California State University East Bay

The Pioneer

California State University East Bay

The Pioneer

California State University East Bay

The Pioneer

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East Bay Bike Party Provides Themed Fun for Thousands

Many participants add lights or decorations to their
bikes to stand out.

Bay Area residents have added a new element to their social networking repertoires. No longer confined to their computers and phones, they are social networking on their bicycles.

The East Bay Bike Party is a way to for residents from all over the region to socialize, meet up with friends, dance, drink, smoke and even get in a workout.

CSU East Bay senior, Miranda Aguilar, has attended three bike parties.

“In the beginning, it is just really exciting to see all the people that get together just to ride bikes. The energy of everyone just makes you excited,” she said.

For most attending, the bike party is a fun way to spend a Friday evening. For Trevor Davis, 29, of Oakland, it means a bit more.

“It pretty much saved my life,” said Davis, who had a heart attack six months ago, which was followed by frequent seizures.

He said rehabilitation efforts weren’t doing much good for him, so he attended his first bike party, and a subsequent visit to a doctor showed some heavily improved results in terms of heart and brain function for him.

“There’s not too many opportunities outside of playing a sport, that there is people actually supporting you in something,” said Davis, referencing how even though he was toward the back of the pack for most of the night, he had a crowd of people encouraging him to push through.

As with many social gatherings, especially those with ‘party’ in the title, there are some who choose to make use of drugs and alcohol before, during and after the rides.

At Nov.’s bike party, there were cans and bottles of beer all over the Fremont Bart Station.

“It’s like being around a bunch of hippies,” said Steven Lam of Union City, who was attending his inaugural bike party.

“[My friends and I] thought it was going to be more people our age, but we were wrong. It’s mostly people over 30 years old smoking weed and getting drunk,” said Lam.

On their WordPress website, it is stated as a rule for riders not to get “smashed.”

“I don’t like the fact that some people get so drunk on the ride that they can’t finish the trail. It also makes the ride unsafe for the rest of the riders,” said Aguilar.

Carl Meadow, 27, El Cerrito, said despite the smoke filling his lungs from an occasional blunt hit, “I’m faster than everybody,” he said with a joking tone. He said he had yet to see people who “couldn’t handle themselves.”

East Bay Bike parties allow cyclists to show off their creativity with the different themes for each month’s ride. November’s theme was Old Hollywood. Attendees were dressed like flappers from the 1920’s and in suits that resembled the late Charlie Chaplin’s style.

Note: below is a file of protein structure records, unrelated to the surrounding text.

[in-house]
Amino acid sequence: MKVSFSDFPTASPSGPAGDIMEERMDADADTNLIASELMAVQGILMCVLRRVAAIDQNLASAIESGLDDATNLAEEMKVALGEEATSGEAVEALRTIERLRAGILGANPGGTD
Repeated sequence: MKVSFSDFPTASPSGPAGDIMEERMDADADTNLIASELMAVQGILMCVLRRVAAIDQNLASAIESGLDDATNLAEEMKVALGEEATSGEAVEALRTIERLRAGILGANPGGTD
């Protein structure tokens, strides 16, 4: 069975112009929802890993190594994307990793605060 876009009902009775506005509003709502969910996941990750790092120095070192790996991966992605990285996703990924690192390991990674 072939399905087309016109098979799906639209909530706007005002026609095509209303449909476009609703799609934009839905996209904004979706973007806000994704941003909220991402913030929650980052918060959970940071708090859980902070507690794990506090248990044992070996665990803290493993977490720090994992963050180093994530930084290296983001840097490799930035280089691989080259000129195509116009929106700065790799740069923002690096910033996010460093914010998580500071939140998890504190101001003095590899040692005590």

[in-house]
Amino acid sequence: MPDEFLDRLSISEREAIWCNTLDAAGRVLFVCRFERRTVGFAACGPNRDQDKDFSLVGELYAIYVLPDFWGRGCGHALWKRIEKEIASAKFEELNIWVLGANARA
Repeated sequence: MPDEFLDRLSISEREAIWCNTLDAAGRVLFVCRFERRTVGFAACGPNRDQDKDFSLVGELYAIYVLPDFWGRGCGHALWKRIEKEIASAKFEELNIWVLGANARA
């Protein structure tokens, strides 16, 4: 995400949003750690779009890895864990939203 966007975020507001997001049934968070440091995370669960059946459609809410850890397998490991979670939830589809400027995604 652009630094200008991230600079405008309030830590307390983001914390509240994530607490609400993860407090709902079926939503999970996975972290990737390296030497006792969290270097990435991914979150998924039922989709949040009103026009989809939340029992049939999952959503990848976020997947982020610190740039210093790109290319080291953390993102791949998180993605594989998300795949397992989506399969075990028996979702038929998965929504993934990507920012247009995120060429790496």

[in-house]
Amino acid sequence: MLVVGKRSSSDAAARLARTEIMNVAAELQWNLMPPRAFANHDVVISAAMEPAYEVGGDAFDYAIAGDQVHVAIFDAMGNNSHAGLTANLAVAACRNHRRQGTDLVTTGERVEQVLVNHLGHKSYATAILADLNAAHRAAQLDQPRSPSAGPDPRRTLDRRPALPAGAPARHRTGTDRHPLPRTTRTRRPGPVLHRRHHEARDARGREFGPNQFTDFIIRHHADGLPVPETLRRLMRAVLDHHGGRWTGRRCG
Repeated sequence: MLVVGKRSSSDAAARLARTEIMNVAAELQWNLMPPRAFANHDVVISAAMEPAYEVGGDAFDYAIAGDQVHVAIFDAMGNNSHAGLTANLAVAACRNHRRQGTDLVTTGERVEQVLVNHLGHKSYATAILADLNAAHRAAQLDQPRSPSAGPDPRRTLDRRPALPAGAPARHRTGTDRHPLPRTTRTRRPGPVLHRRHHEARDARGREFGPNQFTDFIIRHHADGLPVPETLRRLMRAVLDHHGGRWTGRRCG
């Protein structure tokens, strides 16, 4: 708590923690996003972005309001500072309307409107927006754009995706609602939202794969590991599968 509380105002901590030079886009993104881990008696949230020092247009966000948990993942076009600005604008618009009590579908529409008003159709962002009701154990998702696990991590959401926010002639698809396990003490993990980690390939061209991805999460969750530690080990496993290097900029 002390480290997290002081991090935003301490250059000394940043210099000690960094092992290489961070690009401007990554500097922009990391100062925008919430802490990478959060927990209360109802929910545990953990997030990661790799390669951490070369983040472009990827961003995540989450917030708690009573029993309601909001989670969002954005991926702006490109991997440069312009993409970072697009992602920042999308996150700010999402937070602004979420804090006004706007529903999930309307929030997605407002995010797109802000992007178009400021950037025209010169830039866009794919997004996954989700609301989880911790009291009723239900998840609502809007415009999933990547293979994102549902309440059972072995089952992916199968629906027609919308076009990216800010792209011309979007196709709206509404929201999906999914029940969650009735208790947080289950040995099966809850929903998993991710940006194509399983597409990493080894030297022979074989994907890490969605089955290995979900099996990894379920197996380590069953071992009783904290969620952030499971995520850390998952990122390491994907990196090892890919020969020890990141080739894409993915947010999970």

Moya Poparad, November’s ride leader of the month, was in charge of picking the route and the theme.

“Every month we get more and more people that sign up for our Facebook page and come to our rides,” said Poparad. “A couple months ago, there was 1,300 cyclists at the bike party,” she said. That has proven to be the biggest turn out for the East Bay Bike Party so far.

Bike advocacy and “to show people how fun it is to ride bikes and just a social event,” said Poparad when asked why the riders gather every second Friday of the month. “Come out and have a party on your bike!”

“Dressing up and riding with my friends is my favorite thing about bike parties,” said Sarah Hrouda, who has attended over 20 bike parties all over the Bay Area. “My first one was a zombie bike ride. Just dressing up like zombies and scaring people was really fun,” she said.

Aguilar, Hirsch, and Hrouda enjoy meeting new people in a friendly environment that prevails at the bike parties.

“Most people are just really nice and they have casual conversations with you when they ride up beside you. You never really ride next to the same people for more than 20 minutes,” said Aguilar.

Conversations and friendships can have a few minutes to grow stronger as the parties generally include several stops throughout the route for resting and celebrating the event.

“Hook-ups happen here all the time. I’m sure some have ended up as relationships,” said Hrouda. She says she has met some of her good friends at bike parties. “It’s definitely the new social network,” she added.

Mark Haskett, 42, of Alameda was attending his seventh bike party in Nov. During a stop in the historic downtown Niles district of Fremont, standing outside of Bronco Billy’s Pizza Parlor, dressed in a suit jacket, round top hat and a faux sheriff’s badge, he easily summed up why he continues to participate.

“I just like to ride, I just like to ride my bike.”

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East Bay Bike Party Provides Themed Fun for Thousands